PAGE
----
In the moving chronicles of life, there are people we meet along the way. The moments then go by, until life, for everyone, takes new turns, forks out in different directions and in the end gets to be embedded in our memories.
These are the thoughts which arise in me today as I recall Dr. Habibur Rahman on the twenty-seventh anniversary of his passing away. And yet, as I remember him, it only seems the other day when he, like so many of his colleagues in the Geological Survey of Pakistan (my father was part of it too, as he had been of the Geological Survey of India before Partition and the Geological Survey of Bangladesh after Liberation in 1971), fondly inquired of my education, complimented my parents on my good results in school.
Habibur Rahman chacha --- that was the way I addressed him in Quetta --- was one of those men through whose inspiration and encouragement I learnt to understand life in slow but sure steps. In a very natural way, much of the road I travelled in my boyhood has as much to do with Dr. Habibur Rahman and the Geological Survey as it has with the exciting times I lived through in the 1960s.
Habibur Rahman, along with Abu Bakar, SKM Abdullah, Mujibur Rahman Khan, AFM Mohsenul Haque, FH Khan, Shah Fazlul Bari, Waheeduddin Ahmed, was my father's colleague. And my father was proud of being part of the group, that small group of Bengalis who in distant Baluchistan left no one in any doubt that they were proud to be from East Bengal. Heritage kept them together as much as their workplace did.
When I recall Dr. Habibur Rahman --- and it was with a sense of absolute delight that only recently, after all these decades, I re-established links with his daughter Tahmina Rahman and son Aminur Rahman, a little girl and a little boy who have grown into two admirable adults --- I invariably remember the huge degree of patriotism which underlined his character.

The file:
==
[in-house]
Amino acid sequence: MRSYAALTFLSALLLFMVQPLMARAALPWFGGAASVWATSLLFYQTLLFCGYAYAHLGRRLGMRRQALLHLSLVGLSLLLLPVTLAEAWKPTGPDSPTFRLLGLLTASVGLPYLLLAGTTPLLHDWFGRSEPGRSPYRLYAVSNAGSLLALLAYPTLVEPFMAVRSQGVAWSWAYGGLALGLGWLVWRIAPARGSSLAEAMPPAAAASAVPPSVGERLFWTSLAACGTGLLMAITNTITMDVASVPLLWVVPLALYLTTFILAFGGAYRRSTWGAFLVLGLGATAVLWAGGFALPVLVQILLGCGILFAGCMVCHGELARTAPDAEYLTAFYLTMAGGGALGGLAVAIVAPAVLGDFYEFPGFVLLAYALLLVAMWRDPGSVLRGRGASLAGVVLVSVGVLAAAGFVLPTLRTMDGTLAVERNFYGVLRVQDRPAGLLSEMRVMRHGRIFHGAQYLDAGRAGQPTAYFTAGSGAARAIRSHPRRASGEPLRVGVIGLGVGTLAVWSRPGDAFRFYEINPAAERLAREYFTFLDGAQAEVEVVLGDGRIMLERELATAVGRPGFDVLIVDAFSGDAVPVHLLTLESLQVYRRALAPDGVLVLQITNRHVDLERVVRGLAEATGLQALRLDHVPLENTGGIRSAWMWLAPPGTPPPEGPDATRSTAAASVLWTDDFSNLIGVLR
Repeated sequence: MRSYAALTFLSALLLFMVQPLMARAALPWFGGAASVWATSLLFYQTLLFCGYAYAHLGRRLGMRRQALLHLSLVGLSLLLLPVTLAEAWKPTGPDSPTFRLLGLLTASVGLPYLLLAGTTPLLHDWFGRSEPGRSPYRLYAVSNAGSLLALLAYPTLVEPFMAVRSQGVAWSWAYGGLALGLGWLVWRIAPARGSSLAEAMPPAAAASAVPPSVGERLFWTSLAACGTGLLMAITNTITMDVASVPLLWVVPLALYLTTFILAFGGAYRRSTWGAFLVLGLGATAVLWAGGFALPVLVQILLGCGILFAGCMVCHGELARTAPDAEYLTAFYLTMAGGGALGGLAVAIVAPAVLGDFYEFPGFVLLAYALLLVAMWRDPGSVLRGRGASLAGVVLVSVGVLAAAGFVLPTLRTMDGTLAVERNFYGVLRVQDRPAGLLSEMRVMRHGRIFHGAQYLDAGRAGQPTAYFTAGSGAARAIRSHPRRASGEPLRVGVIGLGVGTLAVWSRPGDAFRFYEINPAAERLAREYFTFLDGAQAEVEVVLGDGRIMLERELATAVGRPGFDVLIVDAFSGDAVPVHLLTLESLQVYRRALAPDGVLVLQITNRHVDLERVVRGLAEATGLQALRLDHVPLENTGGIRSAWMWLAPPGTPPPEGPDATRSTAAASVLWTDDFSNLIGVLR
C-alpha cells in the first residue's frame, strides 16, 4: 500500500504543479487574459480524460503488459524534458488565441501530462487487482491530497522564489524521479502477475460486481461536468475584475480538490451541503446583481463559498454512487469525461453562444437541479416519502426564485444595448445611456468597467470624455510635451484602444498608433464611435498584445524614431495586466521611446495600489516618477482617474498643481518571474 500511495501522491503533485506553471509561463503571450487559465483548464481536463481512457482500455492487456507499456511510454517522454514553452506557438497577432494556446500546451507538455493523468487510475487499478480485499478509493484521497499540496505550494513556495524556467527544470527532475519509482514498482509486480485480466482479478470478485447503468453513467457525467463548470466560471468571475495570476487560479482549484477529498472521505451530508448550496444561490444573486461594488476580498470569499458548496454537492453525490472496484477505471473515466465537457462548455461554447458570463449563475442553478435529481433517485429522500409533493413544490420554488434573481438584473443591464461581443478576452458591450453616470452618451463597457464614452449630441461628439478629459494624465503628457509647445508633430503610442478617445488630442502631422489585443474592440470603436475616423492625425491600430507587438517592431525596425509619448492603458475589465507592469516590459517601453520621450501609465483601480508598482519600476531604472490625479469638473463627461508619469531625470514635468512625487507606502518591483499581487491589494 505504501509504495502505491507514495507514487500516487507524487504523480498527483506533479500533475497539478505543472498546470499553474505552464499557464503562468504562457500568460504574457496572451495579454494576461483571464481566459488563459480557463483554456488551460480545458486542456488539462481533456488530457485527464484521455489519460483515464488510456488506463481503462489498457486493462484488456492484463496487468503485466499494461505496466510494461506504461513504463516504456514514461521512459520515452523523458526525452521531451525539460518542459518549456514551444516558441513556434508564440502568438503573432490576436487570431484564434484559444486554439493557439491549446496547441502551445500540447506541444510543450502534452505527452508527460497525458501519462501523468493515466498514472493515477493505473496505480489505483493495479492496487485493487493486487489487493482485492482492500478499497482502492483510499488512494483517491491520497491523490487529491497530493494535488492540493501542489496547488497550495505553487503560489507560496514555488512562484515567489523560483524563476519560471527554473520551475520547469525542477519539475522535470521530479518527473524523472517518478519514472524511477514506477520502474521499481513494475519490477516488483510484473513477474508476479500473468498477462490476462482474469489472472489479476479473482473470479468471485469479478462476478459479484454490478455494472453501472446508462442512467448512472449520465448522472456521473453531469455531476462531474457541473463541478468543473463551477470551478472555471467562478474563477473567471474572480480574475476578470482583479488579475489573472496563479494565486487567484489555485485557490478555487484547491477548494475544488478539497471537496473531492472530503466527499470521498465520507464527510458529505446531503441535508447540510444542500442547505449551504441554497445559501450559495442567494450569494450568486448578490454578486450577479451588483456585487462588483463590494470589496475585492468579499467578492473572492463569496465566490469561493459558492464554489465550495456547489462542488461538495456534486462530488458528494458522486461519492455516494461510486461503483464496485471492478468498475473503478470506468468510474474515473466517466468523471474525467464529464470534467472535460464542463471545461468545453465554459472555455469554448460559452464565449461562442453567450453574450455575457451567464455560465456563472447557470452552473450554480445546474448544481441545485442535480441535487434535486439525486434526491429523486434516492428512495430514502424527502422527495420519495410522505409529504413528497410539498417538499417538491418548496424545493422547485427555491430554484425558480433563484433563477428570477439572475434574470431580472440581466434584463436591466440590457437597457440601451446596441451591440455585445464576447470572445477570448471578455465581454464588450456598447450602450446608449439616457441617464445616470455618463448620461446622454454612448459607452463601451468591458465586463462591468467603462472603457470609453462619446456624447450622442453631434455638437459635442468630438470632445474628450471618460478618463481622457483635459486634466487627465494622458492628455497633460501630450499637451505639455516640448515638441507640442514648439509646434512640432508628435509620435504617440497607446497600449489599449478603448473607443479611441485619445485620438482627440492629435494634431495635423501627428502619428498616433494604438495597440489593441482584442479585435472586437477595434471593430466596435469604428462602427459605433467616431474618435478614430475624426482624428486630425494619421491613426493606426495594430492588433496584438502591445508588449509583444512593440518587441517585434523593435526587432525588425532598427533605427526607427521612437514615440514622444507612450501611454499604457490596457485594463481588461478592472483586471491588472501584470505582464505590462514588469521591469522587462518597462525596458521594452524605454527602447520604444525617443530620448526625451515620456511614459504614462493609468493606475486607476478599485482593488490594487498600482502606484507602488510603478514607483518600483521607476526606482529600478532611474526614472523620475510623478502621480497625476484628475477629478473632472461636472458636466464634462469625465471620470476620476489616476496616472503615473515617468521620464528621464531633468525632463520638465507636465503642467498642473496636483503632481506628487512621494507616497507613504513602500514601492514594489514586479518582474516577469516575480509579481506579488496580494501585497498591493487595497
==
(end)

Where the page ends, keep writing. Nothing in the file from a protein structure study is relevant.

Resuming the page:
He was in what was still known as East Pakistan in the heady days of the gathering movement for autonomy, which was soon to lead to a momentous War of Liberation. When the moment came for a decision to be made at the end of March 1971, Habibur Rahman --- brilliant man, capable geologist, proud Bengali --- did not hesitate. He went off, like so many others, to the fields of war.
At Mujibnagar, he organized a youth training camp, the overarching goal of which was to inform the young that it was not only a war they would wage against a predatory enemy but also a battle they would need to conduct in the reconstruction of a ravaged Bangladesh when freedom came.
In the days prior to the war, Dr. Habibur Rahman moved from the Geological Survey to the Oil, Gas and Mineral Resources wing of the Pakistan central government in Dacca (as the name of the city was spelt at the time). In March 1971, he moved, or you could say he took a giant leap, into the national struggle for liberty at the inspiration of the Father of the Nation, Bangabandhu Sheikh Mujibur Rahman.
The man of conviction that he was, Habibur Rahman hurled himself body and soul into the cause of independence. At Mujibnagar, he was unwilling to confine himself within a single area of activity. Quite natural for him, as he was part of a political legacy that had been shaped assiduously over the years by Bangabandhu --- whom he knew as a friend when both men were students in Calcutta. The future founder of Bangladesh was at Islamia College and the future founder of Petrobangla was at Presidency College.